A former City Hall manager filed a lawsuit Wednesday alleging that in 2008 then-City Council President Stephanie Rawlings-Blake pressured her to circumvent the city's termination process and summarily fire the only white worker in an office.
Jennifer Coates, who had served as director of council services under three council presidents until she resigned in 2008, is seeking $5 million in damages. In the suit filed in Baltimore City Circuit Court, she says Rawlings-Blake pressured her to fire Richard Krummerich, the oldest and only white employee of the council services office, and replace him with a person Rawlings-Blake preferred.
Coates says when she refused, she was pressured to resign and was wrongfully terminated.
"It was made clear to Ms. Coates that then-Council President Rawlings-Blake wanted to put younger bodies into the office and specifically remove Mr. Krummerich," said Thomas J. Maronick, an attorney for Coates. "She was concerned about the racial element of this."
Rawlings-Blake became mayor in February. A spokesman said in an e-mail Wednesday that he could not comment on pending litigation. Spokesman Ryan O'Doherty added: "Any disgruntled employee can file a lawsuit with false and unfortunate allegations."
Coates, who had worked for the city since 1992, says she was approached by Rawlings-Blake's then-chief of staff, Kimberly Washington, in May 2008. Washington, a friend of the mayor's since early childhood, currently serves as her deputy chief of staff.
Washington told Coates that Rawlings-Blake "wanted to give Mr. Krummerich's job to another person, one Sean DuBurns," Coates says in the suit.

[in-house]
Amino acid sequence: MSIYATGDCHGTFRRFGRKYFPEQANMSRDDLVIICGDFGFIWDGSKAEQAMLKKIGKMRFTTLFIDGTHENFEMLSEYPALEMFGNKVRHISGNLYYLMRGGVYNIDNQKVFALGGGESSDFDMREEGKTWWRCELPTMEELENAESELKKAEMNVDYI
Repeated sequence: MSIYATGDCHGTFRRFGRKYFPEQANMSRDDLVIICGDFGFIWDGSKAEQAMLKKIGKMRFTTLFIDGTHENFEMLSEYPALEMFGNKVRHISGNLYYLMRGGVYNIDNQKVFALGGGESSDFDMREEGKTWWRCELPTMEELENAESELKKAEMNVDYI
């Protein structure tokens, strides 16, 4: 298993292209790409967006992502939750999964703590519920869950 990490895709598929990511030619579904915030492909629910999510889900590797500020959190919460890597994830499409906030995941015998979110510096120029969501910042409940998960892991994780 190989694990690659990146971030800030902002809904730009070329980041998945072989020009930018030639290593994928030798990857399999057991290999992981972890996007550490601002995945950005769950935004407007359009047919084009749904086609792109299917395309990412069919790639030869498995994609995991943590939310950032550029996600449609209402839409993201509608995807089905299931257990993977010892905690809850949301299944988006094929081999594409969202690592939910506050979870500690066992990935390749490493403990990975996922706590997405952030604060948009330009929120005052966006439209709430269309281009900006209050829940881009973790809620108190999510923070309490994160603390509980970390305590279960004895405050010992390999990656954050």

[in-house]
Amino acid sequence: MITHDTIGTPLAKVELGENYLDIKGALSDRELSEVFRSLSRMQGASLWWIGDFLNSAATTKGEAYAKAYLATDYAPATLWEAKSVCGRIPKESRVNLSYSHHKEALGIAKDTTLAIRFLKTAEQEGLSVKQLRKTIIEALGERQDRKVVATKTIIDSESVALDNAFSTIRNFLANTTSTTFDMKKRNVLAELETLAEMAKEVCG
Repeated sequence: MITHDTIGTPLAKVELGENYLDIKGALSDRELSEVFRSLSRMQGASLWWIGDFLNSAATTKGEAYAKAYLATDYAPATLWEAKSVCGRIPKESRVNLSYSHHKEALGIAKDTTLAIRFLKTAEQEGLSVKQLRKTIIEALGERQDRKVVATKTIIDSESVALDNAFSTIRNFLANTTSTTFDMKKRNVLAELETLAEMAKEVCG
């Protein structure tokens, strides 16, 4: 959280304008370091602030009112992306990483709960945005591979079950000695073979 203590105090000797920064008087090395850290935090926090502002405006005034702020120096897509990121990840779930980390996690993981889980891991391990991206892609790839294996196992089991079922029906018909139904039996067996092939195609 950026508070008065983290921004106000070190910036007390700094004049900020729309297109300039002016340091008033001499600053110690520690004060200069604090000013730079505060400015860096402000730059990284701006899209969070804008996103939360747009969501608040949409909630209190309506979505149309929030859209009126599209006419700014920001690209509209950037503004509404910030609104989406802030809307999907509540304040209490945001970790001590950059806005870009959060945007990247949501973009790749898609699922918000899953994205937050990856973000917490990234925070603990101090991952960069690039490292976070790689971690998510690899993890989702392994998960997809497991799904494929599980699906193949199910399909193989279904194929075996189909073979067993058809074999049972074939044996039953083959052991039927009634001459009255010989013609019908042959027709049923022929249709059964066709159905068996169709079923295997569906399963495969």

Coates says she balked at the orders, explaining that Krummerich, a legislative policy analyst, was a career employee, not a political appointee. He did not have negative employee reviews, she says, and a lengthy five-part process would need to be carried out before he could be terminated. To fire him without following the procedure would violate the city's Civil Service Act, Coates says.
Terminating Krummerich, she says, "would have raised significant concern that the firing was racially motivated or age-motivated."
Later in the same day, Coates says, she reiterated her concerns to Rawlings-Blake and Washington, pointing out that eliminating the lone white employee in the office would raise eyebrows.
But Rawlings-Blake said Krummerich had been caught sleeping on the job and made an error in a published announcement, Coates says, and she wanted him fired as soon as possible.
Reached for comment, Krummerich said he was not authorized to speak to the news media.
Rawlings-Blake again prodded Coates to fire Krummerich about two weeks later, Coates says, and told her she was not "giving her proper deference in her position as council president." Rawlings-Blake also said that people had been speaking to her on Krummerich's behalf and, she told Coates, "if that doesn't stop it will hurt you," Coates says.
Coates, who says she had had positive job evaluations during her tenure with the city, says Rawlings-Blake criticized her to other council members.
After what Coates describes as continued pressure from Rawlings-Blake and Washington and an "environment of fear and hostility," she resigned in August 2008 from the $90,000-a-year job. Krummerich continues to staff council hearings and meetings as an employee of the council services office.
Rawlings-Blake and Washington "made it clear to [Coates] that she would be fired herself if she did not disobey the law as she knew it and terminate Mr. Krummerich," Coates says in the suit.
Coates is seeking $500,000 for wrongful termination and $1.5 million for each of three counts of defamation, a hostile work environment and retaliation. Maronick, the attorney, has not yet filed a motion to ask for a judge or jury trial.